Drew Barrymore deletes tearful video on decision to bring back her talk show amid writers strike

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Drew Barrymore deleted an emotional video from her Instagram page on Sept. 15 that she originally uploaded earlier in the day. In the original video, she addressed the backlash caused by her decision to resume production of her talk show amid the Hollywood writers strike that has been going on since May.

“I believe there’s nothing I can do or say in this moment to make it OK,” she began.

“I wanted to own a decision so that it wasn’t a PR-protected situation. And I would just take full responsibility for my actions. I know there’s nothing I can do that will make this OK for those who (it) is not OK with. I fully accept that. I fully understand that.”

Barrymore, who has lost a gig hosting the National Books Awards in the wake of her decision and has had writers picketing her show, acknowledged the gravity of the situation.

“There are so many reasons why this is so complex and I just want everyone to know my intentions have never been in a place to upset or hurt anyone,” she said. “It’s not who I am. I’ve been through so many ups and downs in my life. And this is one of them. I deeply apologize to writers. I deeply apologize to unions.”

Contract talks are expected to resume between the Writers Guild of America and major studios. In the meantime, “Real Time with Bill Maher” has also announced its decision to return to the airwaves without writers, while “The View” has never stopped production, electing not to use WGA members, like “The Drew Barrymore Show.”

Barrymore also emphasized she was not being spurred on by a PR team.

“I won’t polish this with bells and whistles and publicists and corporate rhetoric,” she said. “I’ll just stand out there and accept and be responsible.”

Barrymore also shed some light on why she made the decision to bring back her program, which premiered in 2020, a few months after the pandemic began.

Drew Barrymore (The Drew Barrymore Show)
Drew Barrymore (The Drew Barrymore Show)

“I wanted to do this because as I said, this is bigger than me. And there are other people’s jobs on the line,” she said.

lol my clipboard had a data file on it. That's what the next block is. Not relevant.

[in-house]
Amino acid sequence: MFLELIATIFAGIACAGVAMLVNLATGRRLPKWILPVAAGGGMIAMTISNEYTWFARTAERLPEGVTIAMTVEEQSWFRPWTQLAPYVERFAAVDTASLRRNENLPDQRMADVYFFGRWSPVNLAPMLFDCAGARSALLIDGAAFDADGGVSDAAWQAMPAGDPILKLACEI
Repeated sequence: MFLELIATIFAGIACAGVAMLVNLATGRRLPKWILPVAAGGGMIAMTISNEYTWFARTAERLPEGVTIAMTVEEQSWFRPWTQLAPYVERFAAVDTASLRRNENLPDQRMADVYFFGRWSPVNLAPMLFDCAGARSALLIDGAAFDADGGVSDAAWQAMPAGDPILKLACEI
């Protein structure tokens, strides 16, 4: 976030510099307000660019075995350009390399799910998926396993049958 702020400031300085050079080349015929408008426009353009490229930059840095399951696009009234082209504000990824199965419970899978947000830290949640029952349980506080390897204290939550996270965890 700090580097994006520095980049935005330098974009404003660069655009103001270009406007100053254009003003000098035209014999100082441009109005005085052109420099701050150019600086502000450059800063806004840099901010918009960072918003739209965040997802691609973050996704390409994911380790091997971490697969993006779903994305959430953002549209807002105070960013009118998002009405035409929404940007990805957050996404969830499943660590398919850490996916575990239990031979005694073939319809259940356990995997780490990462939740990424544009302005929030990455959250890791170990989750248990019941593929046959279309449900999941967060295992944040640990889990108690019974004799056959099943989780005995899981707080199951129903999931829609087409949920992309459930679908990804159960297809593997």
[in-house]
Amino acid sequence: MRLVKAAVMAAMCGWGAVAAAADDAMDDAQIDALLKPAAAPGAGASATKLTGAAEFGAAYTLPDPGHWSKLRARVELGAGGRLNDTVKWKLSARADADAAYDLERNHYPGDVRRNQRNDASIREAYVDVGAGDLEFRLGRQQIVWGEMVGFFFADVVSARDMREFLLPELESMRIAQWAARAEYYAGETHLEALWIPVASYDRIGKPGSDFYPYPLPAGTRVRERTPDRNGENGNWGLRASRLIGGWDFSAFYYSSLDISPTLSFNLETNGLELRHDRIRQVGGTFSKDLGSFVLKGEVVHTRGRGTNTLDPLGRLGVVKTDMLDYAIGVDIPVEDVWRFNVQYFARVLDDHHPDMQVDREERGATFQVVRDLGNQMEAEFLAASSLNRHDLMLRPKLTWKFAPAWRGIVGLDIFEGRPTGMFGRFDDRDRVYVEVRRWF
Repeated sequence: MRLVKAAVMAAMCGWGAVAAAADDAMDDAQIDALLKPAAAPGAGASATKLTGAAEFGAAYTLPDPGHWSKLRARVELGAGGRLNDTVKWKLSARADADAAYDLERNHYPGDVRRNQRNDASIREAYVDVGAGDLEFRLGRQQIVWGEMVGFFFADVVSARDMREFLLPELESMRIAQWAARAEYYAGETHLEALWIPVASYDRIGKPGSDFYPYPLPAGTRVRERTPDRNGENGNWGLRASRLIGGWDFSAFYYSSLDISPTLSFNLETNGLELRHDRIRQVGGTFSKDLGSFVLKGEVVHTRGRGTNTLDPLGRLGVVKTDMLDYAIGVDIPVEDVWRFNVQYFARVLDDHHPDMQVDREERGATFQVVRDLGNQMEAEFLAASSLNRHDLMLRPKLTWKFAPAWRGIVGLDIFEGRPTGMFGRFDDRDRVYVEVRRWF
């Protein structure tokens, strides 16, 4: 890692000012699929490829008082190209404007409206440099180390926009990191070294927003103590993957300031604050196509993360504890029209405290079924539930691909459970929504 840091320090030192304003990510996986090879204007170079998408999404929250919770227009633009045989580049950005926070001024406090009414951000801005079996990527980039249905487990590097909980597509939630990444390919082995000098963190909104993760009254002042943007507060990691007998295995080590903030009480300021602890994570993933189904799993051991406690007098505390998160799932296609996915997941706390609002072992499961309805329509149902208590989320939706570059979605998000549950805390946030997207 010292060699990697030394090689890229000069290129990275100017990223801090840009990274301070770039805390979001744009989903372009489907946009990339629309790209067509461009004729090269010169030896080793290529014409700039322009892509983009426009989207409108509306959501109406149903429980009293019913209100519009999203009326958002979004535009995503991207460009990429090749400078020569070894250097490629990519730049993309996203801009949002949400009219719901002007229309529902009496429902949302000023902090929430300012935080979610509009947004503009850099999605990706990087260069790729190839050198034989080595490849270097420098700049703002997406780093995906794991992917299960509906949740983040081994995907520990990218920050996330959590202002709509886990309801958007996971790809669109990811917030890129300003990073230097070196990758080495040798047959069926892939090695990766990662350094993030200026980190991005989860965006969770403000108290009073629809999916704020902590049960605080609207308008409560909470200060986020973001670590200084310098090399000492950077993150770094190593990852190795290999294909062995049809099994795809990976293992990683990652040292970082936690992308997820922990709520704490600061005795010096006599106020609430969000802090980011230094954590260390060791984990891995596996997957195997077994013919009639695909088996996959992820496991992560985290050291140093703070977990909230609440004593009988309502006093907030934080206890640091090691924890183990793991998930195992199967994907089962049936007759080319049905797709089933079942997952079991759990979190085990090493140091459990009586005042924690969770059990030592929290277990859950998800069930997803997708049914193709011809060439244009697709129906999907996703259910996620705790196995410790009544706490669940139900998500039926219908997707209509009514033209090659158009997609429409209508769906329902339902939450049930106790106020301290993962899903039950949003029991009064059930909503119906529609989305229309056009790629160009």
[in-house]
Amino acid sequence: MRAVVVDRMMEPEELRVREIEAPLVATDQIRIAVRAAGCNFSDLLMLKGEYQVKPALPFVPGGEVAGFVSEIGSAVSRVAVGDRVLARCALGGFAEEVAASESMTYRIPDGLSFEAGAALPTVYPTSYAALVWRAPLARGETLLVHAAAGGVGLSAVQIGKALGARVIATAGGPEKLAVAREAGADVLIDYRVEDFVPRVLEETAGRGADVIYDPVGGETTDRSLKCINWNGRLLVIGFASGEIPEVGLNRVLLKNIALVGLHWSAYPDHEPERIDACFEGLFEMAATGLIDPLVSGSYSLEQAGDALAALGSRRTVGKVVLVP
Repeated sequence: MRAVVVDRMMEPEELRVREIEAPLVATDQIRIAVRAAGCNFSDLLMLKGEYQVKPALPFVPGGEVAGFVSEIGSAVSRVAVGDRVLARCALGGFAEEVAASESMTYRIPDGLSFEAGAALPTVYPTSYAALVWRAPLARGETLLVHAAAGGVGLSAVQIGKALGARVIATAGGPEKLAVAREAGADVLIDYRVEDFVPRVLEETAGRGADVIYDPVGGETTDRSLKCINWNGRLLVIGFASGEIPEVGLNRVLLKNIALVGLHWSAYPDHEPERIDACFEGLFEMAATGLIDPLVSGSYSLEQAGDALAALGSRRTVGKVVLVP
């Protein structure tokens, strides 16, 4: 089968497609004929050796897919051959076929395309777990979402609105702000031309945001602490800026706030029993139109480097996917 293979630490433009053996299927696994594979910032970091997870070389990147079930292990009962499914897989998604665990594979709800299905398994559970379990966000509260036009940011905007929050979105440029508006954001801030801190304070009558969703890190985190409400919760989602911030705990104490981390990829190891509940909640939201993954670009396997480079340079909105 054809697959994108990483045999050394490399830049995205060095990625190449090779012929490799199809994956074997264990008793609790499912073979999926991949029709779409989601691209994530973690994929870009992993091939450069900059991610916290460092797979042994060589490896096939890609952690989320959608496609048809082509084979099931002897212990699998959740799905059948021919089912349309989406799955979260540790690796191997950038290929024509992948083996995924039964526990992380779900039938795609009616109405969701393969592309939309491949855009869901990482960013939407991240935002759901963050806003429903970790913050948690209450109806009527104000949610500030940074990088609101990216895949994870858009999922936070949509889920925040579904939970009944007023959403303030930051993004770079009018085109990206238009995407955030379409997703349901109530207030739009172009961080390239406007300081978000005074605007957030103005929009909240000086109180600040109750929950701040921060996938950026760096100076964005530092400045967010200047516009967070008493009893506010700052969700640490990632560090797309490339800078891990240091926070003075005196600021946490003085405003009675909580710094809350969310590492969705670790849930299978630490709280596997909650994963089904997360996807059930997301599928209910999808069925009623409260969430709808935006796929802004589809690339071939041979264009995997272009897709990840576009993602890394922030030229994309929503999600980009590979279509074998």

“And since launching live in a pandemic, I just wanted to make a show that was there for people in sensitive times. And I weighed the scales and I thought, 'If we could go on during a global pandemics and everything that the world is experienced or 2020, why would this sideline us?'

"So I want to just put one foot in front of the other and make a show that’s there for people, regardless of anything else that’s happening in the world because that’s when I think we all need something that wants to be there, being very realistic in very realistic times.”

In announcing her decision to resume production of her show earlier this week on Instagram, Barrymore embraced the fact that this was her call.

"I own this choice," she wrote. "We are in compliance with not discussing or promoting film and television that is struck of any kind."

Barrymore was trending on Twitter for the day on Friday after sharing the video with many criticizing her apology.

"Writers don’t need an apology, @DrewBarrymore. We need you to stop doing a show that cannot be made without scab writing," tweeted writer David Slack. (A scab writer is one who works during a strike.) "When you cause harm, apologies are meaningless until you stop causing harm."

"If you want to be there for people in sensitive times, be there for the people making your show," tweeted writer Jon Enge. "Walk off set, grab a sign and march the picket line."

This article was originally published on TODAY.com